WASHINGTON, D.C., April 9, 2012—In response to a meta-analysis titled “Efficacy of Omega-3 Fatty Acid Supplements (Eicosapentaenoic Acid and Docosahexaenoic Acid) in the Secondary Prevention of Cardiovascular Disease” published online today in the Archives of Internal Medicine, the Council for Responsible Nutrition (CRN), the leading trade association representing the dietary supplement industry, issued the following statement:
Statement by Taylor Wallace, Ph.D., senior director, scientific and regulatory affairs, CRN:
“Physicians and consumers should not be swayed by the results of this meta-analysis as it conflicts with the totality of scientific evidence which finds benefit for omega-3 EPA and DHA for heart health. Further, this meta-analysis cherry-picked 14 randomized clinical trials (RCTs), most of which were small, short-term studies (less than one year of follow-up), leaving out other RCTs of longer length and greater relevance, all observational studies, and three1-3 well-respected systematic reviews designed to look specifically at CVD outcomes.
Even the guest commentary that accompanies the meta-analysis notes that omega-3s are among the most extensively studied nutrients and adds that there is a large body of evidence showing the potential benefits of fish oil in cardiovascular health. Further, the commentary authors note the fact that the authors of the meta-analysis left out two large studies that could have altered their conclusion.
While we agree with the guest commentary that people should eat a diet high in fatty fish, the reality is that people are simply not doing this and should have other options for obtaining omega-3s. The irony is that the guest commentators advise physicians that while waiting for more ‘…conclusive evidence to recommend fish oil supplements for primary or secondary prevention of CVD’ they are quick to suggest fatty fish, which has no more (and some may say less) conclusive evidence than fish oil supplements in this area. Fish oil supplements are an affordable, convenient way to get omega-3 fatty acids, and CRN suggests that the evidence is strong enough for physicians to suggest the option of fish oil supplements, while still recommending the benefits of salmon, sardines and other fatty fish.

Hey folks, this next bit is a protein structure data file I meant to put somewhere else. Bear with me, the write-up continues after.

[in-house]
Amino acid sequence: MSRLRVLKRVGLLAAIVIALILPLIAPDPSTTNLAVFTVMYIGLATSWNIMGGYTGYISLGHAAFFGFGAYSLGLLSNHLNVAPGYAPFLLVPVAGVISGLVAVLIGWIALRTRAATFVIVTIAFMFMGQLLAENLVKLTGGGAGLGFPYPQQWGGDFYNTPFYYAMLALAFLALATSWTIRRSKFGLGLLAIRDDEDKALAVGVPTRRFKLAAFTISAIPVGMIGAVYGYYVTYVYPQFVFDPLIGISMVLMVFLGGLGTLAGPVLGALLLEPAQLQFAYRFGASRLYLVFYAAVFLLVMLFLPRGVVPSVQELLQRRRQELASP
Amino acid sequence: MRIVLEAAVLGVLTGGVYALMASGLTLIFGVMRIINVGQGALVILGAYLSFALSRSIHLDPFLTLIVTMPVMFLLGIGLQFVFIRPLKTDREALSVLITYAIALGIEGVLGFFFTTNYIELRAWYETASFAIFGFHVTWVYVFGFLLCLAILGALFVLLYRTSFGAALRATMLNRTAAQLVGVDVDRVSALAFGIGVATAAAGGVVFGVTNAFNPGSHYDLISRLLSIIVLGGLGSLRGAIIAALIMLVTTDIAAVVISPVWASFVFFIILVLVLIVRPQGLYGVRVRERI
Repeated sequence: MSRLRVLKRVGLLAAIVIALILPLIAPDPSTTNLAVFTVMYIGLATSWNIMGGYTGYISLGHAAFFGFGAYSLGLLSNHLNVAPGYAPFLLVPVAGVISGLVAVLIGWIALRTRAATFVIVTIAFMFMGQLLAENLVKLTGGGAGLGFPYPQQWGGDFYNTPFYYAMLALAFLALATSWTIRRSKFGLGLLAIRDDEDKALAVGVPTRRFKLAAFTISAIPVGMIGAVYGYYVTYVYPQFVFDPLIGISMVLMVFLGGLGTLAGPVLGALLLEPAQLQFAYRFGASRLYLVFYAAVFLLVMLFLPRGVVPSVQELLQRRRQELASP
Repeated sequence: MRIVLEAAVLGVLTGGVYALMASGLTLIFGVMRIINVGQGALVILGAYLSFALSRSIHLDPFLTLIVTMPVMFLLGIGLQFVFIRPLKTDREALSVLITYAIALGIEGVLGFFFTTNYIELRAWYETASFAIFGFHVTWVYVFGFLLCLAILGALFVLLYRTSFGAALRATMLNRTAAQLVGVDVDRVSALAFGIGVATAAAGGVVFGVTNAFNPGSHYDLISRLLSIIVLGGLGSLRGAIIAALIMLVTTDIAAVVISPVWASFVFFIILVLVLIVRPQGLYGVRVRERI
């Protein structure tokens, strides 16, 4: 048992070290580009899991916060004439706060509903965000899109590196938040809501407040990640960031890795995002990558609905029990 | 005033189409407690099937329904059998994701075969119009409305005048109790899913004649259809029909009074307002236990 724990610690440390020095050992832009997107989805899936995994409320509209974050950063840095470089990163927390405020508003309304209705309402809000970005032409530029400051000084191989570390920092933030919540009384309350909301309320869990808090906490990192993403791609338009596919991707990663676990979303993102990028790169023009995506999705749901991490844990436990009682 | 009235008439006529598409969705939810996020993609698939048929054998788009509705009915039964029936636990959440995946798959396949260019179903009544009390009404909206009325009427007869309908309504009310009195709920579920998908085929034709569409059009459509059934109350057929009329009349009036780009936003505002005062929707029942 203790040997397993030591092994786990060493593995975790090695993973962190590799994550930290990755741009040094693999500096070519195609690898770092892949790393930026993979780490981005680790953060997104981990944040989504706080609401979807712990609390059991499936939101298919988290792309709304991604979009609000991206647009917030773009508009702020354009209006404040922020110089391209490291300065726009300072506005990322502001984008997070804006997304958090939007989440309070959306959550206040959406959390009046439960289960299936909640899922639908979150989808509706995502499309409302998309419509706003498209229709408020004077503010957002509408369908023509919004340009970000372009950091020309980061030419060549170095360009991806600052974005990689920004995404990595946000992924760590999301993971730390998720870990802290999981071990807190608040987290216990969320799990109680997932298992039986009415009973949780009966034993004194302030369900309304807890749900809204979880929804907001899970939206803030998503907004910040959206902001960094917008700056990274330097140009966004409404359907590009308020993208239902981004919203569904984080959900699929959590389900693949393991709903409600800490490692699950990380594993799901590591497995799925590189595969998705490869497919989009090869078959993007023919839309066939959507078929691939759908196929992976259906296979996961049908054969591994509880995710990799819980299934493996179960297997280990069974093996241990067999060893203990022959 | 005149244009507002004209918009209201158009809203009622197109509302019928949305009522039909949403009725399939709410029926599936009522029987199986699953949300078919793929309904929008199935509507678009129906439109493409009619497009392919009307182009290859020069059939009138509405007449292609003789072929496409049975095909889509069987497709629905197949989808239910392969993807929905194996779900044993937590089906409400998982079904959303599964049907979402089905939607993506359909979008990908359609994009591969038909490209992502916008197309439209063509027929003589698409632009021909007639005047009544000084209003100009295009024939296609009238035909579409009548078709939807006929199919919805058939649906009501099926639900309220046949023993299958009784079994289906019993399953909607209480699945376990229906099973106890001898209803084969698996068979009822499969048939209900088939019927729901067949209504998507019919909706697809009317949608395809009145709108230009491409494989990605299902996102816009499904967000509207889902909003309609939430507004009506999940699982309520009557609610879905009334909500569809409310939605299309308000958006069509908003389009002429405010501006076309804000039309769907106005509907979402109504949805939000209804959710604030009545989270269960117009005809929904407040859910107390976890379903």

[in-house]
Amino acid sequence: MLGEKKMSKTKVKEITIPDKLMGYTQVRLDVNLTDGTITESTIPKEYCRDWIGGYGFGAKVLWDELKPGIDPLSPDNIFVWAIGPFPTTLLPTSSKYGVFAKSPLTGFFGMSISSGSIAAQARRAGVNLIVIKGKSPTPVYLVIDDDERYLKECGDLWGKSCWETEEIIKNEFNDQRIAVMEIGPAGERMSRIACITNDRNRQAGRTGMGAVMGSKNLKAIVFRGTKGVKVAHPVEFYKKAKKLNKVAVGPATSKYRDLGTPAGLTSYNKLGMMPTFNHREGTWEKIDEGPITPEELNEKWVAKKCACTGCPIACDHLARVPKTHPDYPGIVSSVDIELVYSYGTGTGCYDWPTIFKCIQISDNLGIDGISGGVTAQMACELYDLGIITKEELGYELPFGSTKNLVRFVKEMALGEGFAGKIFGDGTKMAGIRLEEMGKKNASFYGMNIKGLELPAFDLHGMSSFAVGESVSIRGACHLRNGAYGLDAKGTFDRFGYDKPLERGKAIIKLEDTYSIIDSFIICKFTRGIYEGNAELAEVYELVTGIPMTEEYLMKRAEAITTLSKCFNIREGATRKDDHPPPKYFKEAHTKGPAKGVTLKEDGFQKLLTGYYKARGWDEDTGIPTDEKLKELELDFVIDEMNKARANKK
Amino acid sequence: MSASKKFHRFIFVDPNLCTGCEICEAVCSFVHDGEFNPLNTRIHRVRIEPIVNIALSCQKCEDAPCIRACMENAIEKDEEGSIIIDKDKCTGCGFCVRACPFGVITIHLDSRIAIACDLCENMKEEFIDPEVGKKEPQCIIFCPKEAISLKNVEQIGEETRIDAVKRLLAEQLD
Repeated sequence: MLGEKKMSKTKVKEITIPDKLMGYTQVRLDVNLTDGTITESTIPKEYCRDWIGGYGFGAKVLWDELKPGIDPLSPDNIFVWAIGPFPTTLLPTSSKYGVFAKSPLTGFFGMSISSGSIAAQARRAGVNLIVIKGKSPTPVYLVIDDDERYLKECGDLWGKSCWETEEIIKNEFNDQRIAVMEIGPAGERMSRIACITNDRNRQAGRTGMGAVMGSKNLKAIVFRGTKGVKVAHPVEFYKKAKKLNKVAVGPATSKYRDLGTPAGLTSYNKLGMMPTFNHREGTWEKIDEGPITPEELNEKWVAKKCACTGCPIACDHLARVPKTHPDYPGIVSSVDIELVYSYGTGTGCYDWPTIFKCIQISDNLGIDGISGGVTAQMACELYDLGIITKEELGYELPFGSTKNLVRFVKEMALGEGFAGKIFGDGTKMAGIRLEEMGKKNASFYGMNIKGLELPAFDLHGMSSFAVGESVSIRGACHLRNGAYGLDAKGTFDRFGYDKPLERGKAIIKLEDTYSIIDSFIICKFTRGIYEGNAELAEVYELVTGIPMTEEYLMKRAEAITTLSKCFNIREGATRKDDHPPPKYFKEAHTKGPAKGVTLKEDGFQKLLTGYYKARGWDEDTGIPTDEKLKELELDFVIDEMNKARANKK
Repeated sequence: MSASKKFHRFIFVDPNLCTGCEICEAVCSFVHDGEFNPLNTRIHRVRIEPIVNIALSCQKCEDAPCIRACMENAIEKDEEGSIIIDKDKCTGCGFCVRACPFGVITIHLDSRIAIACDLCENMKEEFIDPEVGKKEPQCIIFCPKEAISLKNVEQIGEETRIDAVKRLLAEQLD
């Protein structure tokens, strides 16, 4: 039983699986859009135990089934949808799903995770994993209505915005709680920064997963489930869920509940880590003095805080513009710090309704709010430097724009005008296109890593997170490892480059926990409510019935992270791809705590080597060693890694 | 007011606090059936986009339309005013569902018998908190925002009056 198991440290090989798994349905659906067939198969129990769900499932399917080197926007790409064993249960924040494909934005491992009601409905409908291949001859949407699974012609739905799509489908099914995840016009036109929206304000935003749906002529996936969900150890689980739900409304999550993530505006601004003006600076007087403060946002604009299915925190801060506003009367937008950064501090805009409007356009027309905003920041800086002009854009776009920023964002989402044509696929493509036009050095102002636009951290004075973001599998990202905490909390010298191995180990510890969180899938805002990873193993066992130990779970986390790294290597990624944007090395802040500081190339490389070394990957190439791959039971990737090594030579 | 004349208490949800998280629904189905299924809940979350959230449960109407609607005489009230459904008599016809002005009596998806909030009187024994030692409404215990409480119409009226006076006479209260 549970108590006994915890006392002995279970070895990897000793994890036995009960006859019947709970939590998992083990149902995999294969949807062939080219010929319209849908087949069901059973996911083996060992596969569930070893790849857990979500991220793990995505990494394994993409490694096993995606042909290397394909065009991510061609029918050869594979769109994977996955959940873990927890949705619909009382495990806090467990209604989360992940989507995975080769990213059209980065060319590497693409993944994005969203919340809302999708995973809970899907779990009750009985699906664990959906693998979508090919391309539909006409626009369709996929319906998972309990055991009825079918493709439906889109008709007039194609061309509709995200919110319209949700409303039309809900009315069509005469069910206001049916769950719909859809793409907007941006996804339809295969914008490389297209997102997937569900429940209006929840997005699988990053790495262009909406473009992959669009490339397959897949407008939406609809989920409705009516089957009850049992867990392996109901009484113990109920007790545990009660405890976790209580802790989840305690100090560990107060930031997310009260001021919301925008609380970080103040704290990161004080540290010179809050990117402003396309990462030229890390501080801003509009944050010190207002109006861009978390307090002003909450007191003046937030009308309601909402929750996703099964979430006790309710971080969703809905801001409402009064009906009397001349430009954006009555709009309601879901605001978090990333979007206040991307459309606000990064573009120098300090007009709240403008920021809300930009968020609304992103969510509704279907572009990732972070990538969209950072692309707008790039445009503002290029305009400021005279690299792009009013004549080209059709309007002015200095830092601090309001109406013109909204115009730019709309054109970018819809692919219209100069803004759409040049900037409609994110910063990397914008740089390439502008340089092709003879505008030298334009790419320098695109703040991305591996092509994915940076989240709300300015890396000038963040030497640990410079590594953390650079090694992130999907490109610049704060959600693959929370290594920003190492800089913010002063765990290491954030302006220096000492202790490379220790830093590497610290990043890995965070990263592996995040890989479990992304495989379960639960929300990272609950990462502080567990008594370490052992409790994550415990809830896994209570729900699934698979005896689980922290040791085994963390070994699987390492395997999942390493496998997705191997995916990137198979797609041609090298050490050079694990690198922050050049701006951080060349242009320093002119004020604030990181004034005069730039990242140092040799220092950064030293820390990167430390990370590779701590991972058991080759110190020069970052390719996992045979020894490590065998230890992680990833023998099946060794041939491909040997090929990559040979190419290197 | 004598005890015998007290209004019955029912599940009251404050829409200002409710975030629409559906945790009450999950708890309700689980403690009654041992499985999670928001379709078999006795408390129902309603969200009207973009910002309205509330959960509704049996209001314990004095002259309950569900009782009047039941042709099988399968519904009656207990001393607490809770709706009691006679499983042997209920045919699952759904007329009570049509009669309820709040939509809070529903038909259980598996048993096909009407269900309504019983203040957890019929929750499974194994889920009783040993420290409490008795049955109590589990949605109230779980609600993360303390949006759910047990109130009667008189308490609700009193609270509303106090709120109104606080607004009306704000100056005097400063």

Scientific research is a process which enables us to make new discoveries; however, one research team’s analysis of a subset of the available evidence does not discount previous study results, analysis, and recommendations made by authoritative scientific bodies such as the American Heart Association. Therefore this meta-analysis should be looked at as a piece of the evidence—and given its flaws, not necessarily a very good one—certainly not one on which physicians—or consumers—should change their mind with regard to fish oil supplements.”